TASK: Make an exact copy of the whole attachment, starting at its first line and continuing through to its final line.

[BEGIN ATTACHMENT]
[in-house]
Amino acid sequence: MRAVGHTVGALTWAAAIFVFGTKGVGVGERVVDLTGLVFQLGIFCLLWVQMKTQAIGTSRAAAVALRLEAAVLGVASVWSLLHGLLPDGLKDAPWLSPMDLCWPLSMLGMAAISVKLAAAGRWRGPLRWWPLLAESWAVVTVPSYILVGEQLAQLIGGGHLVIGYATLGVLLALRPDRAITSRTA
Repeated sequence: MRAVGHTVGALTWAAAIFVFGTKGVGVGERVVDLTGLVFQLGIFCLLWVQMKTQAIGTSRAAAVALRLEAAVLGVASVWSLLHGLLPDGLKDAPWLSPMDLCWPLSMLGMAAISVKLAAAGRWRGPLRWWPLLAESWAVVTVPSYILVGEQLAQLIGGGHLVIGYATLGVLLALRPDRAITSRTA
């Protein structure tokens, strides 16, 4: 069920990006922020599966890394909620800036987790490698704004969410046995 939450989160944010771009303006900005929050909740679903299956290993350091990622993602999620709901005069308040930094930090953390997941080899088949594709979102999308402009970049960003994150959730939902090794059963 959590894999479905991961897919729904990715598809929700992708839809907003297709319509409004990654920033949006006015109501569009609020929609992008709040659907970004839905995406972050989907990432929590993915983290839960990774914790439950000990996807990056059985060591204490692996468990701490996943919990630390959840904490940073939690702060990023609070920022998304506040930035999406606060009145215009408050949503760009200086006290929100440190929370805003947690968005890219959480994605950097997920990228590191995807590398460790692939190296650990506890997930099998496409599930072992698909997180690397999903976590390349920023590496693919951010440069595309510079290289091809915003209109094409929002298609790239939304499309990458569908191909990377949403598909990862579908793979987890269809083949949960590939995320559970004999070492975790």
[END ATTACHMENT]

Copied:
[in-house]
Amino acid sequence: MRAVGHTVGALTWAAAIFVFGTKGVGVGERVVDLTGLVFQLGIFCLLWVQMKTQAIGTSRAAAVALRLEAAVLGVASVWSLLHGLLPDGLKDAPWLSPMDLCWPLSMLGMAAISVKLAAAGRWRGPLRWWPLLAESWAVVTVPSYILVGEQLAQLIGGGHLVIGYATLGVLLALRPDRAITSRTA
Repeated sequence: MRAVGHTVGALTWAAAIFVFGTKGVGVGERVVDLTGLVFQLGIFCLLWVQMKTQAIGTSRAAAVALRLEAAVLGVASVWSLLHGLLPDGLKDAPWLSPMDLCWPLSMLGMAAISVKLAAAGRWRGPLRWWPLLAESWAVVTVPSYILVGEQLAQLIGGGHLVIGYATLGVLLALRPDRAITSRTA
């Protein structure tokens, strides 16, 4: 069920990006922020599966890394909620800036987790490698704004969410046995 939450989160944010771009303006900005929050909740679903299956290993350091990622993602999620709901005069308040930094930090953390997941080899088949594709979102999308402009970049960003994150959730939902090794059963 959590894999479905991961897919729904990715598809929700992708839809907003297709319509409004990654920033949006006015109501569009609020929609992008709040659907970004839905995406972050989907990432929590993915983290839960990774914790439950000990996807990056059985060591204490692996468990701490996943919990630390959840904490940073939690702060990023609070920022998304506040930035999406606060009145215009408050949503760009200086006290929100440190929370805003947690968005890219959480994605950097997920990228590191995807590398460790692939190296650990506890997930099998496409599930072992698909997180690397999903976590390349920023590496693919951010440069595309510079290289091809915003209109094409929002298609790239939304499309990458569908191909990377949403598909990862579908793979987890269809083949949960590939995320559970004999070492975790």